Israeli press review: Qatar 'misled the US' in Taliban negotiations
Qatar ‘misled the Americans’ in Afghanistan talks
With the total collapse of the Afghan government, Nahum Barnea, a political analyst at right-wing Yedioth Ahronoth newspaper, predicts that the Taliban takeover will only "strengthen Israel's standing in the White House”.
"Israel is the only country between the Mediterranean and the Persian Gulf that America can rely on," he writes.
"Israel will not betray and will not collapse, and the Biden administration is now dealing with scepticism with old allies such as Saudi Arabia, Qatar and Egypt. It has criticisms towards Israel as well, but it has no partner in the region which is as strong and loyal as Israel.”
According to Barnea, the talks between Washington and Israel in preparation for Israeli Prime Minister Naftali Bennet’s White House visit on Thursday have centred on Qatar’s role in mediation between the Taliban and the Trump administration.
"The conviction in Israel is that Qatar misled the Americans,” he writes, citing Israeli officials as saying that Doha “is playing a similar game with Iran”.
“[Qatar] has an American military base on its territory, but it secretly funds the terrorist operations of the Iranian Revolutionary Guard,” he claimed. “Qatar pumps money into Gaza, and this financial aid saves Gaza from starvation, but it strengthens Hamas, finances its growth and gives Qatar legitimacy in the international system.”
Barnea's column even dips into prediction: the Palestinian Authority could collapse just like the Afghan government, so under no circumstances should a Palestinian state be established. Israel will just have to stay in the occupied West Bank forever.
“Once Israel withdraws, the Palestinian Authority will collapse, its military forces will disappear, Hamas will take control, with Islamic laws, and with terrorism.”
Afghanistan ‘not on shortlist’ of US priorities
Amos Harel's Friday column for Haaretz alleges that senior Israeli officials who met with the Biden administration have the impression that its three main foreign policy priorities in the coming period will be: Covid-19, climate and China.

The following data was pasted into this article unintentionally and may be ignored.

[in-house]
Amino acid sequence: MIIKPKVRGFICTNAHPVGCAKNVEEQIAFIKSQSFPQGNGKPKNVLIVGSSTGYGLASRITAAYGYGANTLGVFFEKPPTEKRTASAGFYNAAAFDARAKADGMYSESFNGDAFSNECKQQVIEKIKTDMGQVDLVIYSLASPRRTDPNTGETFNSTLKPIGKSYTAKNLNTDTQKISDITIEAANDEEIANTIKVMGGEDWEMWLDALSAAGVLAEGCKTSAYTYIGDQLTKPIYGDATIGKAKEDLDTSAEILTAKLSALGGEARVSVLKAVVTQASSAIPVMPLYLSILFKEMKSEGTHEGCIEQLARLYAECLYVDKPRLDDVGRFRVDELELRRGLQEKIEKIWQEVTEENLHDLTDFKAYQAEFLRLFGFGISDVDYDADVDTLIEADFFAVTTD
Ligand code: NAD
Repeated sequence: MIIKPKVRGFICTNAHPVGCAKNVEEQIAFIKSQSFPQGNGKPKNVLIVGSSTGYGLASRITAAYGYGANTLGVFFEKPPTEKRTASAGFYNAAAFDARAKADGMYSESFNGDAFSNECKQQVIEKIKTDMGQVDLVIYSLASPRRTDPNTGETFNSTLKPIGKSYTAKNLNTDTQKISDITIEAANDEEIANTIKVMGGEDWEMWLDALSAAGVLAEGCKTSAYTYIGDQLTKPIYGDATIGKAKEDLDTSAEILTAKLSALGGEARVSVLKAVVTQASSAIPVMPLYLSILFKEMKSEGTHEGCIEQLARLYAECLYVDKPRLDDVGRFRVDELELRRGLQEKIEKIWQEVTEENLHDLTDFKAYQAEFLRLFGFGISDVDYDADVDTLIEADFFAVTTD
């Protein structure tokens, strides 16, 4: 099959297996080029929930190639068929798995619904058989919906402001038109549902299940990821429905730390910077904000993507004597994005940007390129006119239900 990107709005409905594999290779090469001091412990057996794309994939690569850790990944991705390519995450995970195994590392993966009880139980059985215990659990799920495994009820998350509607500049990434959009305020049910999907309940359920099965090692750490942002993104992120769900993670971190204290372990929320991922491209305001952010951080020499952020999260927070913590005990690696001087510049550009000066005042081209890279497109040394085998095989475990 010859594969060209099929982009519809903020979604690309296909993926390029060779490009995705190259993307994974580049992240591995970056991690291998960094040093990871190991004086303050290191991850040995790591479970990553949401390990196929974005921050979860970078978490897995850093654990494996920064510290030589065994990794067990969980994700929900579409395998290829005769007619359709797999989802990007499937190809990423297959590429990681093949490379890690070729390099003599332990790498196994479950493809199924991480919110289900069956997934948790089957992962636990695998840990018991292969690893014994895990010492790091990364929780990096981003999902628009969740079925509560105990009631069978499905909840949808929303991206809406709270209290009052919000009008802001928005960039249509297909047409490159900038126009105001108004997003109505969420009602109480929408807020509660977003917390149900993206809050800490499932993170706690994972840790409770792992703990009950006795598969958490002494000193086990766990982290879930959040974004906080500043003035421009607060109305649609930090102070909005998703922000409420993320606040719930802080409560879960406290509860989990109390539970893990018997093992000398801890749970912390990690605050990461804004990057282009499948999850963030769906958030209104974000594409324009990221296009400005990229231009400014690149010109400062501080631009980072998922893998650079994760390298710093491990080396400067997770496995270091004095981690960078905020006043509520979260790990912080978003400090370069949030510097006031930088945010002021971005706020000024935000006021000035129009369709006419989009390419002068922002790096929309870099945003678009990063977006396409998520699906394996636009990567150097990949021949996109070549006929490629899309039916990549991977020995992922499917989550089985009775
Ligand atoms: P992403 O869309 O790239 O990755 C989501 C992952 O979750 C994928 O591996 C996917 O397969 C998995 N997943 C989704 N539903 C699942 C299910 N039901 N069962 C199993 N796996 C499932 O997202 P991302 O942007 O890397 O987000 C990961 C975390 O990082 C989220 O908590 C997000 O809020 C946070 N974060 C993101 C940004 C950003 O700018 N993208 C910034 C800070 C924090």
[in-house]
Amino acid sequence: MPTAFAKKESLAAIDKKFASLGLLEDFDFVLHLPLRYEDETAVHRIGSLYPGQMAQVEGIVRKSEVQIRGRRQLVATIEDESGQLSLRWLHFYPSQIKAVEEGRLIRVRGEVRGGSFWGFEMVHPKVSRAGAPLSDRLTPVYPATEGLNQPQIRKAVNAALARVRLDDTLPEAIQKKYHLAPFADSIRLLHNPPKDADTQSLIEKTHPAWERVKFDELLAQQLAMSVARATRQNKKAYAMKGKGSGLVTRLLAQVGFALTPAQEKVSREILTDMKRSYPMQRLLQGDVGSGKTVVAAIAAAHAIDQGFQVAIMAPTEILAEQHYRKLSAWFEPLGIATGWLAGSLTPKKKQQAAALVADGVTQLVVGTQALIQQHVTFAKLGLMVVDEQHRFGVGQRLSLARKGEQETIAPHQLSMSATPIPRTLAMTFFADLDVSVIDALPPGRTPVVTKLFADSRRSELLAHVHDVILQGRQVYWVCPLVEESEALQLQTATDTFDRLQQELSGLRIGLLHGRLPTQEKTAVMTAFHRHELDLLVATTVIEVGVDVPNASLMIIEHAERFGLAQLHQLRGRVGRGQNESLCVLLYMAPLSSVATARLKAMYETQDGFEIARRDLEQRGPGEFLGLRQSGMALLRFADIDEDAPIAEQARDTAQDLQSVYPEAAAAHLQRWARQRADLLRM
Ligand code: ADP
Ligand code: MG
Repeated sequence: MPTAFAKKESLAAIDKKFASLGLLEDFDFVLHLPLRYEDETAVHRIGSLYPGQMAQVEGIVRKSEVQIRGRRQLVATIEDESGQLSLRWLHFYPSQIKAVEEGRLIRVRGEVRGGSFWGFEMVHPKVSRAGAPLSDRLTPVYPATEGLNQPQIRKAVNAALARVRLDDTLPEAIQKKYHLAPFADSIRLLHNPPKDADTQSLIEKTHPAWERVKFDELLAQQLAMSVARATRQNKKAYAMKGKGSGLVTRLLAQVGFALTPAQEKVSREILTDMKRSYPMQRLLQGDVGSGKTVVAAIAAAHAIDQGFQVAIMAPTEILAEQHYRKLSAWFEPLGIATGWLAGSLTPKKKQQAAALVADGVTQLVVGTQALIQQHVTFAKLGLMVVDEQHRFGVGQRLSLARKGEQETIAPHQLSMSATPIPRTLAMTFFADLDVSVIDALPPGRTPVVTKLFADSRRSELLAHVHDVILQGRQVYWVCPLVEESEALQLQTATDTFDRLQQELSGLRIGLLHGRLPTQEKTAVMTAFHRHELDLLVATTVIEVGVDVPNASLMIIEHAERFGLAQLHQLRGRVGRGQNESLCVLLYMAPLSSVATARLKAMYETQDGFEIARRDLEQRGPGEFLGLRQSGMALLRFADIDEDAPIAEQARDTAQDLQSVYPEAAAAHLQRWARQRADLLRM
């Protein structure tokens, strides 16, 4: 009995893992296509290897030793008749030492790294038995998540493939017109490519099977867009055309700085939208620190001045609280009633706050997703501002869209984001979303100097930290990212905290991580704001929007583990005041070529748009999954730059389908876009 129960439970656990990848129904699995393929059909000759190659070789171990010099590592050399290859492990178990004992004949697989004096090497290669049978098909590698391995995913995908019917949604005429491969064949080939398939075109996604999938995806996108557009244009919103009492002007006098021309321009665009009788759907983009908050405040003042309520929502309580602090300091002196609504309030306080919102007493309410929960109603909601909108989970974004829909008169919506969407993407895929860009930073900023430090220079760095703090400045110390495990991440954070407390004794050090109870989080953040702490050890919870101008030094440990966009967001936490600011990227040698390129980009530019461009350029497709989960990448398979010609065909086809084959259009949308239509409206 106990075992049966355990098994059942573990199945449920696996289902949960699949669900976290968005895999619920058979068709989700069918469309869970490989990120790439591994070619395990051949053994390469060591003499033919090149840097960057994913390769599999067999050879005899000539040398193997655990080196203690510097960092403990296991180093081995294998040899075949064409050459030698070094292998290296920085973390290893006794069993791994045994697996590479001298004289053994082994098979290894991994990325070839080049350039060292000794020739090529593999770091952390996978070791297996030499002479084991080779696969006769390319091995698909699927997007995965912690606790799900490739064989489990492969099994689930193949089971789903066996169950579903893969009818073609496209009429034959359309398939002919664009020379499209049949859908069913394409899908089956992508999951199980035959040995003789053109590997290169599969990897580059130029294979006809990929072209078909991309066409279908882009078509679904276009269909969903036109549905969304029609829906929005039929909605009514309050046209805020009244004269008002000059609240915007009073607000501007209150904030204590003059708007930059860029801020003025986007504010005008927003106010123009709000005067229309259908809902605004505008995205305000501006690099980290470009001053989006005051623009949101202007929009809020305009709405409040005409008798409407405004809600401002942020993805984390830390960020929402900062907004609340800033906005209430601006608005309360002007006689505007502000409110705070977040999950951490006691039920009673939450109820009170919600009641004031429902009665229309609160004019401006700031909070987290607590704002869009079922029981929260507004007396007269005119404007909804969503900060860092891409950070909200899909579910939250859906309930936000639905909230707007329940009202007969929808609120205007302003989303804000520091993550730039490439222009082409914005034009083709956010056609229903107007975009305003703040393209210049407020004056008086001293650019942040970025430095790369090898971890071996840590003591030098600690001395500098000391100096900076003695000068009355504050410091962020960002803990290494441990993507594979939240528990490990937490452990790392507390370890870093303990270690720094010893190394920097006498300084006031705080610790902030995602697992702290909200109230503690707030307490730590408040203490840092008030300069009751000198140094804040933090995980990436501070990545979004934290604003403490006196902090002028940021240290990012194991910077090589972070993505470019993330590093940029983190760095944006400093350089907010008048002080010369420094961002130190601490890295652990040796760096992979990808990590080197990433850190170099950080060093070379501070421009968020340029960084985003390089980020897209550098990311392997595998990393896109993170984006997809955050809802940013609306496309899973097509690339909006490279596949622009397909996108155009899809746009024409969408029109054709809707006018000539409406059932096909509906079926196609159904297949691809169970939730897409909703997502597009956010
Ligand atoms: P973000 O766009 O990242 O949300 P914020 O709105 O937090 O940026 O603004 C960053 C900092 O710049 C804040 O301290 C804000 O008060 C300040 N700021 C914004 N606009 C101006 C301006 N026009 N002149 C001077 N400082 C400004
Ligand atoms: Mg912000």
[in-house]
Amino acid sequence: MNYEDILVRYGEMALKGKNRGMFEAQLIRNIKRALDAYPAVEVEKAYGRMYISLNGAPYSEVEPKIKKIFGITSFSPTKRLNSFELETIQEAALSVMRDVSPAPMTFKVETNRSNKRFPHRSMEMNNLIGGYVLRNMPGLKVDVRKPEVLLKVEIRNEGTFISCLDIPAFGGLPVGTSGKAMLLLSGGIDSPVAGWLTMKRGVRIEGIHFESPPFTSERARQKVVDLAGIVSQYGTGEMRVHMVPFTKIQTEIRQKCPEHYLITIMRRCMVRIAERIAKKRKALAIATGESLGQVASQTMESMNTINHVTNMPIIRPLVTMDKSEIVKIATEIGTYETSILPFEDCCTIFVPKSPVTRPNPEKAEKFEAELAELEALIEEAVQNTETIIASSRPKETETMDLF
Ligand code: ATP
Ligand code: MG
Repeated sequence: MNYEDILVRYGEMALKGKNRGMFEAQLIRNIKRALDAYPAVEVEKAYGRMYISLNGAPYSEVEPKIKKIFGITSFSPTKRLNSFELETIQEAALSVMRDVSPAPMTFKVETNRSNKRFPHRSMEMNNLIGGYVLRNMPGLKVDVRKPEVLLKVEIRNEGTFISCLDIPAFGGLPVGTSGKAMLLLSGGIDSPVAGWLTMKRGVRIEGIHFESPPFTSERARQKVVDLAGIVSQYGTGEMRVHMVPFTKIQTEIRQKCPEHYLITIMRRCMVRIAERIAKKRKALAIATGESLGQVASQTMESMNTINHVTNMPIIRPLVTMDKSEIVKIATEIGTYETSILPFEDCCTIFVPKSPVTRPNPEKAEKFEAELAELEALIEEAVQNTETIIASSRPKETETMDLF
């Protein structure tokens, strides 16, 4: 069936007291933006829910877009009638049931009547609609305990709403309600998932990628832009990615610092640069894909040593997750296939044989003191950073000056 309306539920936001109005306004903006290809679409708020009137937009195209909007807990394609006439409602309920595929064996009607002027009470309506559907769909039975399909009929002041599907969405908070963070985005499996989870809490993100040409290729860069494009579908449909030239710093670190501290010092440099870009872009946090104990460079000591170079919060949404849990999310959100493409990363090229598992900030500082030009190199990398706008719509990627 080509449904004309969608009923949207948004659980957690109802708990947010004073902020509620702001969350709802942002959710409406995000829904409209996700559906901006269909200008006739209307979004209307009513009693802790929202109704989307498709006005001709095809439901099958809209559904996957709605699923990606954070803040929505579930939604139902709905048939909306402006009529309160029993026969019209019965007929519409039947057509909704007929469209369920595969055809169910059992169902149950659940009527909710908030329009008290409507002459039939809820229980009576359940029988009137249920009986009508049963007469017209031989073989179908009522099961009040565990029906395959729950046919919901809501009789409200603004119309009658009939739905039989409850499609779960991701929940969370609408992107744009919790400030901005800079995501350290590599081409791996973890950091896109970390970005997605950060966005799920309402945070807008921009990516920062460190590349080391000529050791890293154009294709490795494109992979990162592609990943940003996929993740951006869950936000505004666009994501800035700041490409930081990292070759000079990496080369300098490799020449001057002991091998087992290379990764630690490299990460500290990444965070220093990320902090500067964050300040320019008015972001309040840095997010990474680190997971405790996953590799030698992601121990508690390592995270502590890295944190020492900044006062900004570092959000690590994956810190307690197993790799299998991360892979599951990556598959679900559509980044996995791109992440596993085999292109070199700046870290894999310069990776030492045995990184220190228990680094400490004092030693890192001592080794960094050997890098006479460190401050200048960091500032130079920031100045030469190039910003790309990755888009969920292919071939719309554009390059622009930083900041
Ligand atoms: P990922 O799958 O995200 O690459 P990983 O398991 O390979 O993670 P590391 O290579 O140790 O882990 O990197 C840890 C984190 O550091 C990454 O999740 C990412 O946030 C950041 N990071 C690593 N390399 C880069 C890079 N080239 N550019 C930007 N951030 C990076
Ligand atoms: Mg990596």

Afghanistan is not among them, he writes.
“Too bad for Afghanistan, which the United States abandoned this week, that it doesn’t make the shortlist. Israel will try to add to the roster one more mission beginning with I: Iran,” he laments.
Harel predicts that Iran’s nuclear project "will return to the center of the world’s attention amid the expected efforts to revive the talks between Tehran and the powers following the inauguration of Iran’s hawkish president, Ebrahim Raisi”.
Taliban’s takeover ‘a lesson’ for Hamas' enemies
It's not just the Palestinian Authority being drawn into Afghan allusions. At newspaper Maariv, Channel 13's military analyst Alon Ben-David warned that the Taliban victory “should be a lesson for all [Israeli] supporters of the idea of destroying Hamas’s rule”.
He points out that even though the Israeli army has the ability to invade the besieged Gaza Strip and occupy it “within a few days”, such a step would lead to “heavy and long-term costs, with little prospect of success".
Ben-David argues that the US washing its hands of military involvement in Afghanistan could indicate Washington's future reaction towards Iran’s nuclear programme.
It's a plausible argument, he insists: the US administration will likely refrain from military engagement with Iran, particularly if Tehran gets the bomb, and so Israelis “will confront our fate alone against Iran”.
* Israeli press review is a digest of reports that are not independently verified as accurate by Middle East Eye.